The classic tale of Galatea has her as an exquisitely carved statue made by the woman-scorning sculptor Pygmalion who came to life after the goddess Aphrodite granted his prayer. As far as Prometheans are concerned, the tale is a lovely, if fanciful version of the real story. Pygmalion was not a sculptor, but an outcast ostricized by the others of his island for his lack of graces and tact. Rather than a statue, the original Galatea was the corpse of a beautiful woman from the island who was brought to life through an ancient ritual. Some say the woman died of natural causes. Others say she was a bride-to-be who Pygmalion somehow stole away, either through love or by force, and was then somehow accidently or intentionally killed by poison.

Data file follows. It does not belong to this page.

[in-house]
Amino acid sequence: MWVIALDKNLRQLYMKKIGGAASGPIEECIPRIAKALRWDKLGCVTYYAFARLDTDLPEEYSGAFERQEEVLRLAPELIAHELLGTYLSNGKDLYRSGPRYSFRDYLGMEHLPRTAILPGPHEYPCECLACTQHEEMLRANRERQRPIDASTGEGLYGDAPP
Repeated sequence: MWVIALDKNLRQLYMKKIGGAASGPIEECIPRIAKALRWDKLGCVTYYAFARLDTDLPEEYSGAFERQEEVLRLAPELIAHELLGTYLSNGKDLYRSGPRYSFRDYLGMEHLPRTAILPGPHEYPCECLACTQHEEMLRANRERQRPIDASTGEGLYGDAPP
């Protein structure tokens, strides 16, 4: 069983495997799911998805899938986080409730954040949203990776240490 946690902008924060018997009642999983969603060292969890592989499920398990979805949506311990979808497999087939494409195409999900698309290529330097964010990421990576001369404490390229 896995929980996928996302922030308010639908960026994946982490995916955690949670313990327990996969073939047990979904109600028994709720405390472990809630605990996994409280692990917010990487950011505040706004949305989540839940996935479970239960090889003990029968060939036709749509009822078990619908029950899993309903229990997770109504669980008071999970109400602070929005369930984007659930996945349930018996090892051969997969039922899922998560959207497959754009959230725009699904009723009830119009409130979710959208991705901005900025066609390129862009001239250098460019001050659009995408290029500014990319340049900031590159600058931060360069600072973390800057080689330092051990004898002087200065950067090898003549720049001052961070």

Although Galatea and Pygmalion lived happily for a time, even creating a "child", Paphos, she became frustrated by Pygmalion's crude and controlling ways. Eventually, she left Pygmalion and Paphos, and legend says she actually attained her own New Dawn shortly thereafter and became human.
Alternatively, a few Prometheans have suggested that Galatea may have been a Construct, meaning the circumstances surrounding the original myth are, in fact, true. In these cases, there is some dispute as to Pygmalion's role in the story.
The glorified version of the tale, with Galatea's original form of a statue, perhaps has its origins in Galatea's Disfigurement. On the opposite end, those who believe in the Construct story point to the Disfigurement as a reflection of her original state.